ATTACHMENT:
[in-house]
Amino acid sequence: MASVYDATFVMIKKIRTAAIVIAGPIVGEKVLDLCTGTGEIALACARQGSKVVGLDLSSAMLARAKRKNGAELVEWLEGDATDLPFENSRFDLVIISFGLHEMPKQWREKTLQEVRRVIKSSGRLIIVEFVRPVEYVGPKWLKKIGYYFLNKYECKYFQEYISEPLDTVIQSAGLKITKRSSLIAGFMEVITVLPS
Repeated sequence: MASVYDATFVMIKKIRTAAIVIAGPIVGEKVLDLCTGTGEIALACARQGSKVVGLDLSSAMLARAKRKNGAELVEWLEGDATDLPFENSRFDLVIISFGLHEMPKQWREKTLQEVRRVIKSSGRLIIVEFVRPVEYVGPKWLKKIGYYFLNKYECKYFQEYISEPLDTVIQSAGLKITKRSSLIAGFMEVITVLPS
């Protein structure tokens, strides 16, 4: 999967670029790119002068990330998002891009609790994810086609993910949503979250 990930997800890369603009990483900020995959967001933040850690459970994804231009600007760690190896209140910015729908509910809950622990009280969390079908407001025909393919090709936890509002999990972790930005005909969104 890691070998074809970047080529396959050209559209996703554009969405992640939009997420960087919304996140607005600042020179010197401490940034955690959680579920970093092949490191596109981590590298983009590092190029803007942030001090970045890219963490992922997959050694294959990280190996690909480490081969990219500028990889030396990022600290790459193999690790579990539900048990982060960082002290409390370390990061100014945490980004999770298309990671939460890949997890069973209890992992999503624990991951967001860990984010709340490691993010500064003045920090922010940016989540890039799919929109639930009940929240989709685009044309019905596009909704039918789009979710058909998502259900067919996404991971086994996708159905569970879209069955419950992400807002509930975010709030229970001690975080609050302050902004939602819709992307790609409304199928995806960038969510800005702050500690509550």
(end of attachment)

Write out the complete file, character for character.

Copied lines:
[in-house]
Amino acid sequence: MASVYDATFVMIKKIRTAAIVIAGPIVGEKVLDLCTGTGEIALACARQGSKVVGLDLSSAMLARAKRKNGAELVEWLEGDATDLPFENSRFDLVIISFGLHEMPKQWREKTLQEVRRVIKSSGRLIIVEFVRPVEYVGPKWLKKIGYYFLNKYECKYFQEYISEPLDTVIQSAGLKITKRSSLIAGFMEVITVLPS
Repeated sequence: MASVYDATFVMIKKIRTAAIVIAGPIVGEKVLDLCTGTGEIALACARQGSKVVGLDLSSAMLARAKRKNGAELVEWLEGDATDLPFENSRFDLVIISFGLHEMPKQWREKTLQEVRRVIKSSGRLIIVEFVRPVEYVGPKWLKKIGYYFLNKYECKYFQEYISEPLDTVIQSAGLKITKRSSLIAGFMEVITVLPS
């Protein structure tokens, strides 16, 4: 999967670029790119002068990330998002891009609790994810086609993910949503979250 990930997800890369603009990483900020995959967001933040850690459970994804231009600007760690190896209140910015729908509910809950622990009280969390079908407001025909393919090709936890509002999990972790930005005909969104 890691070998074809970047080529396959050209559209996703554009969405992640939009997420960087919304996140607005600042020179010197401490940034955690959680579920970093092949490191596109981590590298983009590092190029803007942030001090970045890219963490992922997959050694294959990280190996690909480490081969990219500028990889030396990022600290790459193999690790579990539900048990982060960082002290409390370390990061100014945490980004999770298309990671939460890949997890069973209890992992999503624990991951967001860990984010709340490691993010500064003045920090922010940016989540890039799919929109639930009940929240989709685009044309019905596009909704039918789009979710058909998502259900067919996404991971086994996708159905569970879209069955419950992400807002509930975010709030229970001690975080609050302050902004939602819709992307790609409304199928995806960038969510800005702050500690509550």